It’s Opening Day for your favorite baseball team. First pitch is set to take place at 1:05 pm ET. Your team’s ace versus your opponent’s ace. Everyone in attendance shares the same foolish optimism for the season. They sport the same vintage jersey. And, they’ve loaded themselves with the worst food money can buy. Corn dogs, cheese-steaks, a nice brew, and don’t you dare forget my Cracker Jacks. The day only gets better when you take your seat in the first row next to the home dugout, behind the first base line. The catch? None of it is real.
For those die-hards looking to take the next step viewing experience, let me reintroduce you to virtual reality (VR). Already a myriad of professional sports teams have signed on with VR companies such as NextVR, LiveLike and EON Sports in hopes that they can introduce an original fan experience unlike any other.
a�?When you look at VR, it gives you this ability to step away from the traditional rectangular box and lets you engage in your surroundings,a�? said Brandon Reilly, CEO of EON Sports. Reilly and his company are focusing on providing both the fan and the athlete experience with live and past events. The latter could make you a goal line spectator for Vince Young’s game-clinching touchdown scramble in the Rose Bowl with 19 seconds remaining in the fourth quarter against the USC Trojans.
Game-winners, buzzer beaters, walk-off home runs all constitute as can’t-miss moments within a game. Home plate and courtside are seats the average fan drools over. According to New York University Visiting Professor of Media, Culture and Communications Jeremy Blatter, finding the right perspective is essentially what is going to determine the success of VR in sports. a�?It is really about what are the most desirable points of view for spectator-ship,a�? he says. a�?So much of what VR offers is the possibility of experiencing something you otherwise wouldn’t have access to. That doesn’t just mean flying or skydiving. It means transcending class divisions.a�?
What really excites Reilly is what EON Sports has been able to do with the portraying the point of view of an athlete. EonSports’ most popular program, Strike Zone & Pitch Tracking Training Featuring Jason Giambi ($99 if you own a headset), puts the VR user in the batter’s box. It works as a 360-degree batting practice simulator that, according to Reilly, is the closest thing you are going to get to staring down the barrel of a 100 mph fastball from Aroldis Chapman or a 75 mph 12-6 curveball from Clayton Kershaw.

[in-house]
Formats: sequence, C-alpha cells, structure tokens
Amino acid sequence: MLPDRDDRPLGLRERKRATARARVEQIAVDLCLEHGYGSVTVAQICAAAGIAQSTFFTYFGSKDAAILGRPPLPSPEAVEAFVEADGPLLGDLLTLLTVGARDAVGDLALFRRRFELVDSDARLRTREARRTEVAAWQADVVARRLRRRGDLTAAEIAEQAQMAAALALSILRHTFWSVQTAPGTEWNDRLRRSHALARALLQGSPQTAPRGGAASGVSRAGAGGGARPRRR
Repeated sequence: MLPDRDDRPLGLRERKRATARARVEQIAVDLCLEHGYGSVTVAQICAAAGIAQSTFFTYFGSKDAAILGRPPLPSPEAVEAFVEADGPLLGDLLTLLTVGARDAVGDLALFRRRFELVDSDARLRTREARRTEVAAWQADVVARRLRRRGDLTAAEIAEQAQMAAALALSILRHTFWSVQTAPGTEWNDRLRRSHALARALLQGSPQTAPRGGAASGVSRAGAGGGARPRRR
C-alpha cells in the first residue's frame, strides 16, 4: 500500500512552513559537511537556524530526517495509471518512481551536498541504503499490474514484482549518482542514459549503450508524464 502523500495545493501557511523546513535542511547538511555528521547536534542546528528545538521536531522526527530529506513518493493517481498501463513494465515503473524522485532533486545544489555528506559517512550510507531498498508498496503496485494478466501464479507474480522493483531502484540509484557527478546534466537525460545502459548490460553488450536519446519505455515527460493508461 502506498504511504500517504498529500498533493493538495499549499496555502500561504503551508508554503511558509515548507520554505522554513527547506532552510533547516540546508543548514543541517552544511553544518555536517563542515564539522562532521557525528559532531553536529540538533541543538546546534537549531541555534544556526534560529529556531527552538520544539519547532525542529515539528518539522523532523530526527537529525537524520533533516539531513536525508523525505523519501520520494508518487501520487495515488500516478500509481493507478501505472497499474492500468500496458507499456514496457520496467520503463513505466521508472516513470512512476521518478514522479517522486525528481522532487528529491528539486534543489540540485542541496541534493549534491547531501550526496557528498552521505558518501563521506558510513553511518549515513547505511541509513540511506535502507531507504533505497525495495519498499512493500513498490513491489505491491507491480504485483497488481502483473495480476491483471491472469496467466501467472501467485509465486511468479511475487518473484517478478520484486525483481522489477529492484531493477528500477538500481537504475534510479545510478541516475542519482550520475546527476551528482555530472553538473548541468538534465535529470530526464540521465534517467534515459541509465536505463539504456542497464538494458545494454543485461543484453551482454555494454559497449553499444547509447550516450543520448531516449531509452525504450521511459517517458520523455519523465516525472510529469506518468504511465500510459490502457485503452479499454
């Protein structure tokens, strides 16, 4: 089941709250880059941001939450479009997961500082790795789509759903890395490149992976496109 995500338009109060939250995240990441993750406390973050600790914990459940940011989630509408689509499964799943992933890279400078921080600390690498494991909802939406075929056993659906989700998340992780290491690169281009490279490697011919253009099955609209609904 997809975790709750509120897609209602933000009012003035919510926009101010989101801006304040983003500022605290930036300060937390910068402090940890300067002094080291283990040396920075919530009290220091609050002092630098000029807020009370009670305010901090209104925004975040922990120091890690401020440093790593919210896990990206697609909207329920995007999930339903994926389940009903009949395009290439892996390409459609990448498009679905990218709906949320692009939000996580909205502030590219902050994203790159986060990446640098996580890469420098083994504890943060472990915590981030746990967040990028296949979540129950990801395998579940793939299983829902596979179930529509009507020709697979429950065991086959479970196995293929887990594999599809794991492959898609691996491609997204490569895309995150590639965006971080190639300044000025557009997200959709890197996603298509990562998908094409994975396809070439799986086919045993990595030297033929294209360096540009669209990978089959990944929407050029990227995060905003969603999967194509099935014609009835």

a�?What we provide MLB teams, hands down is the most realistic form of training I’ve ever been in,a�? said Reilly. a�?It’s natural.a�?
Unlike most VR programs or applications, this program is working on not requiring the user to strap on a headset. Instead, the user, whether it be an athlete looking for training or a fan wanting a genuine batting experience, can have body sensors placed on before being put in front of a screena��displaying the baseball diamond with the pitcher patiently waiting on the mound.
VR is an exciting new topic being thrown around with most entertainment media. Bayern Munich and the University of Miami have already started experimenting with using VR for games. How can you not be captivated by a tool that can upgrade your seat without having to leave the comfort of your home? a�?Certainly seems like it would maybe be more niche,a�? said Blatter. a�?It is impossible for it to replace the traditional broadcast right on a base level because the way in which sport works in a spectacle is not entirely about individualized experience so much as a collective experience as a fan.a�? And there lies perhaps VR’s most troubling challenge.
Sports are a communal experience. Whether fans are watching from someone’s home or at the stadium, they are enjoying the game together. The image of a group of fans sitting around the couch each with their own headset on, not interacting, goes against the long-established traditions of game-watching. VR separates the individual spectator from the pack and, consequently, creates a passive fan. No more tailgating. No more Super Bowl parties.
The question remains: is a 360-degree camera from a fixed position going to offer you a better fan experience than watching a stream or a broadcast? However, can you watch an entire three-plus hour-long event through VR lens? Baseball could possibly work, however. The game is mostly stasis and most of the action happens in specific areas. But soccer? If your camera is set up next to the net, you’ll miss half the game. Standard broadcasting cameras have mastered the pace of tracking an event. And they don’t strain your eyes nearly as much.
a�?The market is trying to figure out what does get the consumer engaged,a�? said Reilly. a�?How do we get the audience to enjoy this naturally in an unnatural way?a�?
The first sports VR company that finds a way to make watching sports through a headset a communal, active experience will be the company that leads VR into its next appropriate step. Some companies have experimented with avatars where you and your friends can still see the game together. The catch, of course, is that you are all just virtual manifestations.
Augmented reality (AR) might experience more success. Essentially, AR adds more substance to reality. VR only brings you to a virtual reality in the absence of your presence in that place. Instead of providing a 360-degree point of view from a spot on the field or arena, fans can track statistics for players they follow on their screen.
Or maybe just leave VR to what it’s best at: educational training films.
For now, VR is in media limbo. Consumers are still trying to figure out if VR will become the future of entertainment. Or, if it will follow in the painful footsteps of the 3D TV.